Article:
Measuring social capital change using ripple mapping

Authors


  • We thank the other members of the multistate extension team, especially Matt Calvert, Mary Emery, and Richard Enfield.

Abstract

This article provides a detailed description of how to implement a ripple mapping activity to assess youth program effects on community capital and concludes with examples from Maine and Kansas. The maps lead to group reflection on project outcomes and further research and evaluation questions for group members.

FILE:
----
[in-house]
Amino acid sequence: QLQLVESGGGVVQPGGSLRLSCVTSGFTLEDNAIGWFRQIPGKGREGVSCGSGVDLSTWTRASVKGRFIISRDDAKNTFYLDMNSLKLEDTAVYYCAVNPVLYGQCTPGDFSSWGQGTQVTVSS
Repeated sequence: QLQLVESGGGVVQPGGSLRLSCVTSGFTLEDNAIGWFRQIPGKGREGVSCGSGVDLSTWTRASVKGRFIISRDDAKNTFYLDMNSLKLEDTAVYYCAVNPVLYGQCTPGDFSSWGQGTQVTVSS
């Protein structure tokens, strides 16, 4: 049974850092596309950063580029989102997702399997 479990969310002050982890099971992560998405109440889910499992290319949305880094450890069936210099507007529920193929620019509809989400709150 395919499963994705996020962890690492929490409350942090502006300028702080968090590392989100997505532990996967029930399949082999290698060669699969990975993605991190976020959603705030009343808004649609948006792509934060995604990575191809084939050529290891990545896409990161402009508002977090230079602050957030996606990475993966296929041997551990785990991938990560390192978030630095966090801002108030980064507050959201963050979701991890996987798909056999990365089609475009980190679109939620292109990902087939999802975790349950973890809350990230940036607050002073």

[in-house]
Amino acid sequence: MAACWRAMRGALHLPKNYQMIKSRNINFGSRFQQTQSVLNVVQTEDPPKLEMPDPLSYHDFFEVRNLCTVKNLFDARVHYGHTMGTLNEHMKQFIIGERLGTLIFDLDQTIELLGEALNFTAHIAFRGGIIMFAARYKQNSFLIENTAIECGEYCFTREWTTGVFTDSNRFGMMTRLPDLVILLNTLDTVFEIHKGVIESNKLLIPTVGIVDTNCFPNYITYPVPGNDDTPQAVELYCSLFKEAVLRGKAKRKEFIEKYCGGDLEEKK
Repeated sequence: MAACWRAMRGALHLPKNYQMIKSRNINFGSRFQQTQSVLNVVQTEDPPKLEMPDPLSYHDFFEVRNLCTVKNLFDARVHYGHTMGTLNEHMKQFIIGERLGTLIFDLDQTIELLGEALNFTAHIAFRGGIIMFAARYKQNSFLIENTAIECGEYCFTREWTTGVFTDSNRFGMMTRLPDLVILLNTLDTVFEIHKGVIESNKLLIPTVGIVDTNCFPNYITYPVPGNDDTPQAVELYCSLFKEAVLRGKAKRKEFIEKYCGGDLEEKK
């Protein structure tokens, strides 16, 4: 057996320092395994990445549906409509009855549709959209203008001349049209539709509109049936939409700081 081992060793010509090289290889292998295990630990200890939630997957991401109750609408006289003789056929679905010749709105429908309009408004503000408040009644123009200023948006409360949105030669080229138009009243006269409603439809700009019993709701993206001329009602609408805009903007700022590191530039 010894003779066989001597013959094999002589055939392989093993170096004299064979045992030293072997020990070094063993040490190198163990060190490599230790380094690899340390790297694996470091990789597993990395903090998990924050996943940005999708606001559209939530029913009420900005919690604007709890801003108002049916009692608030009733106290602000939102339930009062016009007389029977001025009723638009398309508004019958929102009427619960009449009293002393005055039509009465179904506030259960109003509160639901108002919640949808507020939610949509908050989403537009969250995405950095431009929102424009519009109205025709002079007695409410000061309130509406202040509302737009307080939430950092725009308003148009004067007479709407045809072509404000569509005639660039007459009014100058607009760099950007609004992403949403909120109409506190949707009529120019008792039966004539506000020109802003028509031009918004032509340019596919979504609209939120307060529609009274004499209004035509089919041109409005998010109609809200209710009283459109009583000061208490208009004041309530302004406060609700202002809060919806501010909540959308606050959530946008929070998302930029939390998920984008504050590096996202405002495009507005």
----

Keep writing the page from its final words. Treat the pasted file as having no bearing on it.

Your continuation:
The results from five Maine communities showed that youth in schools and community clubs promoted intentional, mutually beneficial relationships with community groups and businesses and increased shared action on community projects. Likewise, youth in five small Kansas towns implemented and evaluated health promotion projects and found through mapping that youth built social capital in addition to awareness, knowledge, and skills in community health promotion. Ripple mapping helped to demonstrate that actions of youth-adult partnerships in both states improved the built, human, and social capital in small towns.

Ancillary